Melbourne resident Manivel Thevamanogari and her sister Gangadory Thevamanogari sought a refund of 100 Australian dollars from Crypto.com in May last year but was accidentally returned 10.5 million Australian dollars, according to Australian local media 7News.
However, Manivel has been sued by Crypto.com as she used a portion of the fund to buy a mansion in the Melbourne suburb of Craigieburn for $1.35 million.
Following Crypto.com’s lawsuit, the local Supreme Court ordered the Manivel sisters to sell the house and compensate the remaining $1.37 million, including $1.35 million and $27,369 in interest and fees.
It took seven months for the Singapore-based cryptocurrency exchange Crypto.com to discover the error after the refund error. During the company’s inventory and audit last Christmas, the loophole was discovered and remedied in time. Since then, legal proceedings have been launched in Australia to get the money back.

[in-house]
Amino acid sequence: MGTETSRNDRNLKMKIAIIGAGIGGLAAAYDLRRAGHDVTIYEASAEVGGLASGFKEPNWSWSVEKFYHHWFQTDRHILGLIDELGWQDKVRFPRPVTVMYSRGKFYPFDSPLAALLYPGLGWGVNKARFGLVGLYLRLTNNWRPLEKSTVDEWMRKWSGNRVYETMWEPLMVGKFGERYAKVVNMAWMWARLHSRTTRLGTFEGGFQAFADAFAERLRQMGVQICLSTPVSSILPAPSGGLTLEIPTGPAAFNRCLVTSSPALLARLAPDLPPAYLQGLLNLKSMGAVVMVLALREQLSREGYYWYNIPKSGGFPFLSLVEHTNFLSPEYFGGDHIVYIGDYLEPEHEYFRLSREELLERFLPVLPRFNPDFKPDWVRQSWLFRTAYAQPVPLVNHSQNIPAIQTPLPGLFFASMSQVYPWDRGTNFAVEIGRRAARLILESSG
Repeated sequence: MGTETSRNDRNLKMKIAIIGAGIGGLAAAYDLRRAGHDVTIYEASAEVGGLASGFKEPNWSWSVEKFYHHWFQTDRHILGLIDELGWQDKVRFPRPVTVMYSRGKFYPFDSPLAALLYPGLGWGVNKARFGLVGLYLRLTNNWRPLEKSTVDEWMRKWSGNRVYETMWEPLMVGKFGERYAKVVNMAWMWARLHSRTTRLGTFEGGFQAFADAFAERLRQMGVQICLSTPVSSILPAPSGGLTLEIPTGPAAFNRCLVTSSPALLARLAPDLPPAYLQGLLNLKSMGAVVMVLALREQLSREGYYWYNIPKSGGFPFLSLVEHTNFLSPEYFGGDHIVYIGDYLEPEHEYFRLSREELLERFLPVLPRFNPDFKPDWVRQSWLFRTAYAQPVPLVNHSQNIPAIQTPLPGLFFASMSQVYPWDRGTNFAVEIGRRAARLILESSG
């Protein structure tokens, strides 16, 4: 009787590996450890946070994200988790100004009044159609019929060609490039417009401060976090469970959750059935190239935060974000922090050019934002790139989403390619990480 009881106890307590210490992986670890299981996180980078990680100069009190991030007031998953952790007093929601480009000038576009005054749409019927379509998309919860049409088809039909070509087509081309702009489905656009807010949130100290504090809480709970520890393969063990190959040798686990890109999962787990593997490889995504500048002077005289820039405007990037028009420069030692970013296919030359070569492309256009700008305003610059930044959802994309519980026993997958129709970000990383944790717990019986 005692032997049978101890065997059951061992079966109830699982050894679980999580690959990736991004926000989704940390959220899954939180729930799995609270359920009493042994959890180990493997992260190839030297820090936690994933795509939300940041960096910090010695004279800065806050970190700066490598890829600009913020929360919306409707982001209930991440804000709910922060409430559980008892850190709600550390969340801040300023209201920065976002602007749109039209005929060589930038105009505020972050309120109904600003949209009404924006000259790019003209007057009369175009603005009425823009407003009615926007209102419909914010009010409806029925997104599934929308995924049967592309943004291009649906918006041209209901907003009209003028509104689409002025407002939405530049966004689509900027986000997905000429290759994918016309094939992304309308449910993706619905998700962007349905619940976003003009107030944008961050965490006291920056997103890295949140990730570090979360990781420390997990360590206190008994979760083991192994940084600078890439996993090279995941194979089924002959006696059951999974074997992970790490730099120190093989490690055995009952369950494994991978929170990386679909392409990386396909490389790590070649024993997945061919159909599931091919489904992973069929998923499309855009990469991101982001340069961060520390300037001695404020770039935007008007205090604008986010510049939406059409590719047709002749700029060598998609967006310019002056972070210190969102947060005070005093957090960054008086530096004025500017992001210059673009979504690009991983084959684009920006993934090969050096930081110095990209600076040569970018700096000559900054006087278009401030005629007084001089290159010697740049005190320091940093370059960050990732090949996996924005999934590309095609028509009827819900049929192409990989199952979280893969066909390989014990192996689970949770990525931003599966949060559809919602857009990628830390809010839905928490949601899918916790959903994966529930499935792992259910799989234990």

It is reported that the mistake was caused by an employee of Crypto.com who was mistaking the payment amount as an account number instead of the refund amount and therefore entered the payment amount as a long string of account numbers, which resulted in the wrong transfer to their bank account.
According to court records, Manivel and his sister Gangadory did not appear in the lawsuit from beginning to end, and the case is due to reopen in October.
“There’s no doubt that if you saw that in your account you would know it shouldn’t be there, and the onus is actually on you to actually call the sender and to say look that shouldn’t have come into my account,” Justin Lawrence from Henderson and Ball Lawyers.
The court said they did not respond to any letters from the lawyers (Crypto.com), and that by not appearing in court were tacitly acknowledging the allegations in the statement of claim.
In July, Crypto.com, a fast-rising exchange platform secured regulatory approval to operate in the Cyprus crypto market, thereby expanding its European presence.
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